What Type of Improviser Are You?
Which one of these would you consider your top strength in improv?
Creating ridiculous characters
Keeping track of and playing with weird details
Activating scenes, even if it's just with a one-line walk-on
1 / 6
What types of characters do you typically play?
Loud or wacky characters
I think I play an equal mix of both types of characters
2 / 6
When do you typically enter a scene? (Be honest.)
When there's an opportunity to add something really good (and maybe necessary!) to the scene
After or with someone else. I want to help them do their funny thing.
Right at the top. I'm excited to do my funny idea with someone!
3 / 6
What feedback have you received from coaches as something you should work on to become a stronger improviser?
Try to listen more to your scene partners' ideas and what they're adding to the scene.
Whatever the funny thing is that you just did...do it again. And again and again until it's done.
Don't second-guess yourself. Just go out there and make a big choice.
4 / 6
Which compliment do you receive more often from coaches and fellow players?
I loved your reactions in that one scene. They made me laugh so hard!
Your characters are so weird. I love it!
You were the best part of that show. Seriously!
5 / 6
How have other people reacted to your improv scenes after shows or practices?
You always say the funniest things! That one-liner at the end was hilarious!
Everything you did was so smart! How did you think of that?
I can't believe you did that! It was so ridiculous!
6 / 6
You're a pirate!
You make big, bold moves, and you don't apologize for any of them! And you don't usually have to. You have a ton of silly ideas, and your teammates love jumping on board with them. Your characters stand out in any scene they're in, whether you're playing high status or low status. If you want to expand your improv skills a bit, you might want to try staying on the backline until you find something specific to add to a scene, justifying your scene partners' ideas, and tracking the small details of the show.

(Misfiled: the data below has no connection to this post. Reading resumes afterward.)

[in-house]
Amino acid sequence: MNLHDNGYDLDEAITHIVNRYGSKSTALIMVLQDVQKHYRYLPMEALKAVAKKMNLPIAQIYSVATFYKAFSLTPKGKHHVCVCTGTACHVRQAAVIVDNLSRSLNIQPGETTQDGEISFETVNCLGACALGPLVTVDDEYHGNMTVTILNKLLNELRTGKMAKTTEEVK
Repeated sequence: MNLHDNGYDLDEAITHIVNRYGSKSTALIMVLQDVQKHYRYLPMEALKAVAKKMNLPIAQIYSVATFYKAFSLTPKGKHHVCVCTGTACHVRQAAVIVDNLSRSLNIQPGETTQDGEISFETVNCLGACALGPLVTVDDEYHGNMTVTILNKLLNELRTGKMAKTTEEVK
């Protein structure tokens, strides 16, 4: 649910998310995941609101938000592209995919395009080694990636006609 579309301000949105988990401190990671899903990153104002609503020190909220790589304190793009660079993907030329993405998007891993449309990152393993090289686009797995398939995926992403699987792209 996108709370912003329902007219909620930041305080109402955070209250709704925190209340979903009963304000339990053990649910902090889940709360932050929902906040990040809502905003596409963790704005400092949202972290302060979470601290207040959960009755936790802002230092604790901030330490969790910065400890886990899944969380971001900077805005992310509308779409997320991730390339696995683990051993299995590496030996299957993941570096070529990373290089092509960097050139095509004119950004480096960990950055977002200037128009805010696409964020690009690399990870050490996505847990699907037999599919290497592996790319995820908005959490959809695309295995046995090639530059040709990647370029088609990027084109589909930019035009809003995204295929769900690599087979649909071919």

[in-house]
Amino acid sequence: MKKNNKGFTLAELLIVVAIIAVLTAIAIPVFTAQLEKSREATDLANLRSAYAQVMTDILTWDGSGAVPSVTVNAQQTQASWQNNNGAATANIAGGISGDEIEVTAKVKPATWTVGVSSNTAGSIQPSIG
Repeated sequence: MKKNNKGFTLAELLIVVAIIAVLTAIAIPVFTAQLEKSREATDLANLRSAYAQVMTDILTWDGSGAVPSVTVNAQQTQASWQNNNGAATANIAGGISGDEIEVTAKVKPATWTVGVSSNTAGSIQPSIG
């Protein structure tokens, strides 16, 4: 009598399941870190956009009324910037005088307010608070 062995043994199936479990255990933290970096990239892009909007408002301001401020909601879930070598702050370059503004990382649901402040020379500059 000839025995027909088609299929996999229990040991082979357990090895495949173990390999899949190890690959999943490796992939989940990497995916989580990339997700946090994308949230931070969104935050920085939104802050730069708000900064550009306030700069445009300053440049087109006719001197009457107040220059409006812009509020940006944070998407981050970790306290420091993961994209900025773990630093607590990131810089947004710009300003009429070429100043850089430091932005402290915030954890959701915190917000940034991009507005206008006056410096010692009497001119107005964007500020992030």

You're a robot!
You play smart! No detail of a scene escapes your steel trap of a mind, and you're usually the first person to realize the game or pattern of a scene. If one of your teammates says something off the wall, you can justify it with little to no effort. If you want to expand your improv skills a bit, you might want to try entering a scene with your own big ideas, leaving the justification to something else, and starting a scene with absolutely no idea where it might go next.
You're a ninja!
You're exactly what a scene needs, whenever it needs it! No one can do a walk-on like you, and your commitment to your characters and the game of a scene is unmatched. If you want to expand your improv skills a bit, you might want to try doubling down on recognizing game and playing around with your character range. You might have a million tools in your improv toolbelt, but they're probably all worth sharpening every now and then!